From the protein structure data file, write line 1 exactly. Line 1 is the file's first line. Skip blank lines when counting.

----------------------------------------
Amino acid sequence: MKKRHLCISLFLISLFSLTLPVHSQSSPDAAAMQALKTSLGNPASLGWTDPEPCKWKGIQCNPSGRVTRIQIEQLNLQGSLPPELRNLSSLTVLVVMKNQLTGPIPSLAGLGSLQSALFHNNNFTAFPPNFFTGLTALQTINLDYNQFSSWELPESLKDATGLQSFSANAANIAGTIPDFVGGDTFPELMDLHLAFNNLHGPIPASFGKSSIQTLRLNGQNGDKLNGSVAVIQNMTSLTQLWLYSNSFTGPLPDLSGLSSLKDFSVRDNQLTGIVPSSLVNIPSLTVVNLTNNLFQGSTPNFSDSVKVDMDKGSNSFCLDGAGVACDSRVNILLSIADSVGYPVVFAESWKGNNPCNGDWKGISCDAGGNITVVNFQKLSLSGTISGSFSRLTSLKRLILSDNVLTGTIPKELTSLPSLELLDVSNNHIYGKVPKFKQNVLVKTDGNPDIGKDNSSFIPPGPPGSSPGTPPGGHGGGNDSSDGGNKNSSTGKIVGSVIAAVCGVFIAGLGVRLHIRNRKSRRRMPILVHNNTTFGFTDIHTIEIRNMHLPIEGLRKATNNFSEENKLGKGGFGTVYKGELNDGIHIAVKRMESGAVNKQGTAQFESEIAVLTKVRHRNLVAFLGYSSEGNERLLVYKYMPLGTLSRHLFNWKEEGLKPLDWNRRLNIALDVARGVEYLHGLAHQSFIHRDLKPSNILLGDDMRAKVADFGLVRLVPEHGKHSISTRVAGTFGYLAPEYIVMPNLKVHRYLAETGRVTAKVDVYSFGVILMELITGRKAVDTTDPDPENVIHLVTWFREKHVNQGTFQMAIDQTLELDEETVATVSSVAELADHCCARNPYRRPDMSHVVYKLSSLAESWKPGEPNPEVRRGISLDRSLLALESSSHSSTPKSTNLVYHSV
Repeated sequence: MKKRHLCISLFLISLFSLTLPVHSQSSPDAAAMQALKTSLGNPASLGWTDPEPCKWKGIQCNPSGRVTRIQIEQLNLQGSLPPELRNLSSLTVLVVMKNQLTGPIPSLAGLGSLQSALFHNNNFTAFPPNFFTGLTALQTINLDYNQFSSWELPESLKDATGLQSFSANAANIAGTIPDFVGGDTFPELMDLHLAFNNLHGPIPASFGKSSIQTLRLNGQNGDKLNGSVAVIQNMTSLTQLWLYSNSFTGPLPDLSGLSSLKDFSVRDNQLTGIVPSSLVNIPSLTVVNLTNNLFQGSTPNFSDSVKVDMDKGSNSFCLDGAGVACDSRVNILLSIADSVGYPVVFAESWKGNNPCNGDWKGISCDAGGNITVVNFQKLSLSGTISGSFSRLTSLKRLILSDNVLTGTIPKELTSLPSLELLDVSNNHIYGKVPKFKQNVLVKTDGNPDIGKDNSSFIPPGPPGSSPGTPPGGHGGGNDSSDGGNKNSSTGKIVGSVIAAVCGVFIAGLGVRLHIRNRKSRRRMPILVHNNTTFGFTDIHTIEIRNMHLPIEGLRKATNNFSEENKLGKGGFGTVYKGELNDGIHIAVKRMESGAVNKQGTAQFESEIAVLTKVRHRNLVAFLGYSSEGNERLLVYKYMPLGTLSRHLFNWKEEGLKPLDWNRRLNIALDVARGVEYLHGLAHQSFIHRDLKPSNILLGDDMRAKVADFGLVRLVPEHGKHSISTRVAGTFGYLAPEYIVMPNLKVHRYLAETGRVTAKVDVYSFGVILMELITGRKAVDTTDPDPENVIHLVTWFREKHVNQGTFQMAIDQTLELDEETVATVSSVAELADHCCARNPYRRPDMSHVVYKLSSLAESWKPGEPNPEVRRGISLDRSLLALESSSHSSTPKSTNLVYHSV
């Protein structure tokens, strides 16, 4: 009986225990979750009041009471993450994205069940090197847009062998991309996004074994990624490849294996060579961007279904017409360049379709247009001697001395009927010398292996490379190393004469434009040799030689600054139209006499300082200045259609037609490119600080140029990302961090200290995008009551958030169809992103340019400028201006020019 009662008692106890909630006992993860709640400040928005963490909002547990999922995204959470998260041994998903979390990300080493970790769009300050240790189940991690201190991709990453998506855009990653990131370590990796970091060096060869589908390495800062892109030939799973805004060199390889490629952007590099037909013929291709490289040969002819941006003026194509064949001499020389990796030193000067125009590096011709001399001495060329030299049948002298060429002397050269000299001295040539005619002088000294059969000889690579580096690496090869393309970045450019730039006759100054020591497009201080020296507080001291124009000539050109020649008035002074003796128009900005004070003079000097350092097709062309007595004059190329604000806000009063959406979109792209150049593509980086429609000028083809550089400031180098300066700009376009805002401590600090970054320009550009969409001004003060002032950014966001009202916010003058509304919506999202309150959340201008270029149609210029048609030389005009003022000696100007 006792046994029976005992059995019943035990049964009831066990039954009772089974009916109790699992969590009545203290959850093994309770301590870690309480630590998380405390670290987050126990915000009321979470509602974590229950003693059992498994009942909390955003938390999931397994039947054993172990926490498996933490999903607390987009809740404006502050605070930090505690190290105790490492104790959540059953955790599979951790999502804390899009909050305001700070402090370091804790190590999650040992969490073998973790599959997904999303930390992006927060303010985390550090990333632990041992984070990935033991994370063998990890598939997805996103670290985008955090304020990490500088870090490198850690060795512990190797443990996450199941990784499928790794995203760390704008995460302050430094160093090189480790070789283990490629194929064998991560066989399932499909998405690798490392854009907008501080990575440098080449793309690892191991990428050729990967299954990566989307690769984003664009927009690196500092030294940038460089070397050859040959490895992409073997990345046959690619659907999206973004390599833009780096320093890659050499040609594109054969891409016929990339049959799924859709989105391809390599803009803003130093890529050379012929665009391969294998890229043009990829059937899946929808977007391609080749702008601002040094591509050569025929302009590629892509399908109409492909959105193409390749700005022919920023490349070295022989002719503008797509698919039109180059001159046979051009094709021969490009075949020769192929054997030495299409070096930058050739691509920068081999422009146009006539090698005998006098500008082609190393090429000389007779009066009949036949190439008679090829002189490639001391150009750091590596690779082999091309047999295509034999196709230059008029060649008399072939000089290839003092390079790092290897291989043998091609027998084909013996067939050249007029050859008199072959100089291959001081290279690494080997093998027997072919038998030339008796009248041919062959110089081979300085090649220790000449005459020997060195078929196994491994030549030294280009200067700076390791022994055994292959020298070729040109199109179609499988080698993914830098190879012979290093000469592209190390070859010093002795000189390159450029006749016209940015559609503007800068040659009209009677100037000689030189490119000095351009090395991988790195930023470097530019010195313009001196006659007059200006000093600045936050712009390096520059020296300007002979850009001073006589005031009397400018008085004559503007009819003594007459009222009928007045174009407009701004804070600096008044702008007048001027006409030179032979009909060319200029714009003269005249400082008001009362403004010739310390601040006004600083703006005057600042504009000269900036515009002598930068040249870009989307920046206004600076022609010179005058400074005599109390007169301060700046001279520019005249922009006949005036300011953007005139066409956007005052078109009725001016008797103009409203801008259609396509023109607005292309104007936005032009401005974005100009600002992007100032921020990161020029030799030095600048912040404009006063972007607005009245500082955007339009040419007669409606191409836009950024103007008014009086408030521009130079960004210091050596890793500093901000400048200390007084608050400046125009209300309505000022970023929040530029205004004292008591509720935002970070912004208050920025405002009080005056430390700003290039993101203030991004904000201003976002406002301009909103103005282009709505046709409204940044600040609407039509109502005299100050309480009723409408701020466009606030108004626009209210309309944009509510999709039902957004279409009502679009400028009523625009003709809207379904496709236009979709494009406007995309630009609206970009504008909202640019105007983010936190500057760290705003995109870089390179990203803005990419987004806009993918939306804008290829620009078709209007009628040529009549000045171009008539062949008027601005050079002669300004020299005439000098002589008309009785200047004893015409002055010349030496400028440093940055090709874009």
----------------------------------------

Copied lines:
Amino acid sequence: MKKRHLCISLFLISLFSLTLPVHSQSSPDAAAMQALKTSLGNPASLGWTDPEPCKWKGIQCNPSGRVTRIQIEQLNLQGSLPPELRNLSSLTVLVVMKNQLTGPIPSLAGLGSLQSALFHNNNFTAFPPNFFTGLTALQTINLDYNQFSSWELPESLKDATGLQSFSANAANIAGTIPDFVGGDTFPELMDLHLAFNNLHGPIPASFGKSSIQTLRLNGQNGDKLNGSVAVIQNMTSLTQLWLYSNSFTGPLPDLSGLSSLKDFSVRDNQLTGIVPSSLVNIPSLTVVNLTNNLFQGSTPNFSDSVKVDMDKGSNSFCLDGAGVACDSRVNILLSIADSVGYPVVFAESWKGNNPCNGDWKGISCDAGGNITVVNFQKLSLSGTISGSFSRLTSLKRLILSDNVLTGTIPKELTSLPSLELLDVSNNHIYGKVPKFKQNVLVKTDGNPDIGKDNSSFIPPGPPGSSPGTPPGGHGGGNDSSDGGNKNSSTGKIVGSVIAAVCGVFIAGLGVRLHIRNRKSRRRMPILVHNNTTFGFTDIHTIEIRNMHLPIEGLRKATNNFSEENKLGKGGFGTVYKGELNDGIHIAVKRMESGAVNKQGTAQFESEIAVLTKVRHRNLVAFLGYSSEGNERLLVYKYMPLGTLSRHLFNWKEEGLKPLDWNRRLNIALDVARGVEYLHGLAHQSFIHRDLKPSNILLGDDMRAKVADFGLVRLVPEHGKHSISTRVAGTFGYLAPEYIVMPNLKVHRYLAETGRVTAKVDVYSFGVILMELITGRKAVDTTDPDPENVIHLVTWFREKHVNQGTFQMAIDQTLELDEETVATVSSVAELADHCCARNPYRRPDMSHVVYKLSSLAESWKPGEPNPEVRRGISLDRSLLALESSSHSSTPKSTNLVYHSV